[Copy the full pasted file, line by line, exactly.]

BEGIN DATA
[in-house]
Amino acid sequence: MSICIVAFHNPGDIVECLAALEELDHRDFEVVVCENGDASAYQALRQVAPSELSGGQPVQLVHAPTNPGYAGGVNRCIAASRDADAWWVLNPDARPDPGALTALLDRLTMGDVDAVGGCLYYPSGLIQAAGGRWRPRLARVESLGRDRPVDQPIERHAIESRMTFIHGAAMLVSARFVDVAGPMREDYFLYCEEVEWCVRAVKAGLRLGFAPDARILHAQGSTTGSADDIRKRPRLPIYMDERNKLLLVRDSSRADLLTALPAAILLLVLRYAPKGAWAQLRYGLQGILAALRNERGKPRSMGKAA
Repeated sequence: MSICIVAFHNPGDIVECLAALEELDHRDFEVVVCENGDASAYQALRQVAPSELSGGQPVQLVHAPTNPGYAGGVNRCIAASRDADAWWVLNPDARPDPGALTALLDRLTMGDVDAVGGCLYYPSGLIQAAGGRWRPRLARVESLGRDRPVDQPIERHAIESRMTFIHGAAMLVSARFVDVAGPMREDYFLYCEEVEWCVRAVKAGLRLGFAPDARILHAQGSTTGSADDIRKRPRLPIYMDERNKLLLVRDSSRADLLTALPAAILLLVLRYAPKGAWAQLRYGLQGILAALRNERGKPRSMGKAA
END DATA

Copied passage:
[in-house]
Amino acid sequence: MSICIVAFHNPGDIVECLAALEELDHRDFEVVVCENGDASAYQALRQVAPSELSGGQPVQLVHAPTNPGYAGGVNRCIAASRDADAWWVLNPDARPDPGALTALLDRLTMGDVDAVGGCLYYPSGLIQAAGGRWRPRLARVESLGRDRPVDQPIERHAIESRMTFIHGAAMLVSARFVDVAGPMREDYFLYCEEVEWCVRAVKAGLRLGFAPDARILHAQGSTTGSADDIRKRPRLPIYMDERNKLLLVRDSSRADLLTALPAAILLLVLRYAPKGAWAQLRYGLQGILAALRNERGKPRSMGKAA
Repeated sequence: MSICIVAFHNPGDIVECLAALEELDHRDFEVVVCENGDASAYQALRQVAPSELSGGQPVQLVHAPTNPGYAGGVNRCIAASRDADAWWVLNPDARPDPGALTALLDRLTMGDVDAVGGCLYYPSGLIQAAGGRWRPRLARVESLGRDRPVDQPIERHAIESRMTFIHGAAMLVSARFVDVAGPMREDYFLYCEEVEWCVRAVKAGLRLGFAPDARILHAQGSTTGSADDIRKRPRLPIYMDERNKLLLVRDSSRADLLTALPAAILLLVLRYAPKGAWAQLRYGLQGILAALRNERGKPRSMGKAA